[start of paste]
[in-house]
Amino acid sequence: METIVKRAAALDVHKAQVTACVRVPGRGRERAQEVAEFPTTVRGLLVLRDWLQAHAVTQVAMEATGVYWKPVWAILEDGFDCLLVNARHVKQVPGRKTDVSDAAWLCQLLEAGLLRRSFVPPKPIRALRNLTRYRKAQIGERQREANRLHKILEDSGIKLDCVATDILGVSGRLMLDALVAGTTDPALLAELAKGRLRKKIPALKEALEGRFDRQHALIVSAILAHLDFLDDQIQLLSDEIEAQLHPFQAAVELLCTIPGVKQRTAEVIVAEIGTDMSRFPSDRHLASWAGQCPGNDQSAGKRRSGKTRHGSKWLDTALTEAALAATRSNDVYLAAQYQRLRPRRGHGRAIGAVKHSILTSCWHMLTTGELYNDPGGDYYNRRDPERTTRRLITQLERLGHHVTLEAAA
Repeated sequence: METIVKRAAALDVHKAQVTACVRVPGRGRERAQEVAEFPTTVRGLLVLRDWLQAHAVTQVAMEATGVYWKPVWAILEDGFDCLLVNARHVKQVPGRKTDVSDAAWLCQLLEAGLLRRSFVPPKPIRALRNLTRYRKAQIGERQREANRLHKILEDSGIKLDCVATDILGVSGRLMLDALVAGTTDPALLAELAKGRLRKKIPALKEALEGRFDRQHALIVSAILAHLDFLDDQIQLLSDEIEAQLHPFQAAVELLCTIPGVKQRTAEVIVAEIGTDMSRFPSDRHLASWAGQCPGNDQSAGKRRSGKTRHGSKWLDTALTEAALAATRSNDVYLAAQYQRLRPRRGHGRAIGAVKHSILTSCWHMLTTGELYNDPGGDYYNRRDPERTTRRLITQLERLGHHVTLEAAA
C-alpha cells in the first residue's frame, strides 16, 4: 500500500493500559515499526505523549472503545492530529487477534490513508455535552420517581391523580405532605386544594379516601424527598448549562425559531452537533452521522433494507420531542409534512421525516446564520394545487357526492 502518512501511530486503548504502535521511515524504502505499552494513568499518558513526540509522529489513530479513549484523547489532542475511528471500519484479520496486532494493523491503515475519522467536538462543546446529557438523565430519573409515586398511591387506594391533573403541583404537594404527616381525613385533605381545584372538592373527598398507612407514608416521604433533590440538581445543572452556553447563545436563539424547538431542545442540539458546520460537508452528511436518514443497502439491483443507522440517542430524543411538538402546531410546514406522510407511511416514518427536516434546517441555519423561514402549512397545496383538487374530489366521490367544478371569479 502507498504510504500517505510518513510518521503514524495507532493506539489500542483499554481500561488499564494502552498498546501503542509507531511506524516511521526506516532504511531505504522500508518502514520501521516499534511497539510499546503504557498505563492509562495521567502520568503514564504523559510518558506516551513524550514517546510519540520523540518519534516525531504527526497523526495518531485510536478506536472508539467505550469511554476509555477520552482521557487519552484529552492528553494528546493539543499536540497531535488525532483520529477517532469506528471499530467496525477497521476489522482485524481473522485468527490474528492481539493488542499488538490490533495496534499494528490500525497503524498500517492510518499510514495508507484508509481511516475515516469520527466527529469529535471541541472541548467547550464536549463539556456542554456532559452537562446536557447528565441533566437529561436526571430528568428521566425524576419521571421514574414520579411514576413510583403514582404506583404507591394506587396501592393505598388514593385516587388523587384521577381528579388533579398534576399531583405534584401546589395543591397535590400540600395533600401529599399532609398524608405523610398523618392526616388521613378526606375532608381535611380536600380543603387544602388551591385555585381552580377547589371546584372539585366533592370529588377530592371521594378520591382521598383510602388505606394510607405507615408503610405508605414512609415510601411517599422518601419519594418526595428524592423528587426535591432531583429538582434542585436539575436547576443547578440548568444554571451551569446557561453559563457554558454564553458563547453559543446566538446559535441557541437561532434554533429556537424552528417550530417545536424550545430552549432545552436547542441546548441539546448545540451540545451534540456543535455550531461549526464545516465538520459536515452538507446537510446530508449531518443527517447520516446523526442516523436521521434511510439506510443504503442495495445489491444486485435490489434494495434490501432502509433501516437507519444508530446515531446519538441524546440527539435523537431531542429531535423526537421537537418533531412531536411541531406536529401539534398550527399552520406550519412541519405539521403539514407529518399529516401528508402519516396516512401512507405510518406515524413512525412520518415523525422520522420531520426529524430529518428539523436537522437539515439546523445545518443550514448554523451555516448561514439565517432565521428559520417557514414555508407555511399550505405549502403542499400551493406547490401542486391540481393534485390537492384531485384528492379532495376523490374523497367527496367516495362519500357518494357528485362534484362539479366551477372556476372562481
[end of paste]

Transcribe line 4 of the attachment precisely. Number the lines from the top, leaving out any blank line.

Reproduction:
C-alpha cells in the first residue's frame, strides 16, 4: 500500500493500559515499526505523549472503545492530529487477534490513508455535552420517581391523580405532605386544594379516601424527598448549562425559531452537533452521522433494507420531542409534512421525516446564520394545487357526492 502518512501511530486503548504502535521511515524504502505499552494513568499518558513526540509522529489513530479513549484523547489532542475511528471500519484479520496486532494493523491503515475519522467536538462543546446529557438523565430519573409515586398511591387506594391533573403541583404537594404527616381525613385533605381545584372538592373527598398507612407514608416521604433533590440538581445543572452556553447563545436563539424547538431542545442540539458546520460537508452528511436518514443497502439491483443507522440517542430524543411538538402546531410546514406522510407511511416514518427536516434546517441555519423561514402549512397545496383538487374530489366521490367544478371569479 502507498504510504500517505510518513510518521503514524495507532493506539489500542483499554481500561488499564494502552498498546501503542509507531511506524516511521526506516532504511531505504522500508518502514520501521516499534511497539510499546503504557498505563492509562495521567502520568503514564504523559510518558506516551513524550514517546510519540520523540518519534516525531504527526497523526495518531485510536478506536472508539467505550469511554476509555477520552482521557487519552484529552492528553494528546493539543499536540497531535488525532483520529477517532469506528471499530467496525477497521476489522482485524481473522485468527490474528492481539493488542499488538490490533495496534499494528490500525497503524498500517492510518499510514495508507484508509481511516475515516469520527466527529469529535471541541472541548467547550464536549463539556456542554456532559452537562446536557447528565441533566437529561436526571430528568428521566425524576419521571421514574414520579411514576413510583403514582404506583404507591394506587396501592393505598388514593385516587388523587384521577381528579388533579398534576399531583405534584401546589395543591397535590400540600395533600401529599399532609398524608405523610398523618392526616388521613378526606375532608381535611380536600380543603387544602388551591385555585381552580377547589371546584372539585366533592370529588377530592371521594378520591382521598383510602388505606394510607405507615408503610405508605414512609415510601411517599422518601419519594418526595428524592423528587426535591432531583429538582434542585436539575436547576443547578440548568444554571451551569446557561453559563457554558454564553458563547453559543446566538446559535441557541437561532434554533429556537424552528417550530417545536424550545430552549432545552436547542441546548441539546448545540451540545451534540456543535455550531461549526464545516465538520459536515452538507446537510446530508449531518443527517447520516446523526442516523436521521434511510439506510443504503442495495445489491444486485435490489434494495434490501432502509433501516437507519444508530446515531446519538441524546440527539435523537431531542429531535423526537421537537418533531412531536411541531406536529401539534398550527399552520406550519412541519405539521403539514407529518399529516401528508402519516396516512401512507405510518406515524413512525412520518415523525422520522420531520426529524430529518428539523436537522437539515439546523445545518443550514448554523451555516448561514439565517432565521428559520417557514414555508407555511399550505405549502403542499400551493406547490401542486391540481393534485390537492384531485384528492379532495376523490374523497367527496367516495362519500357518494357528485362534484362539479366551477372556476372562481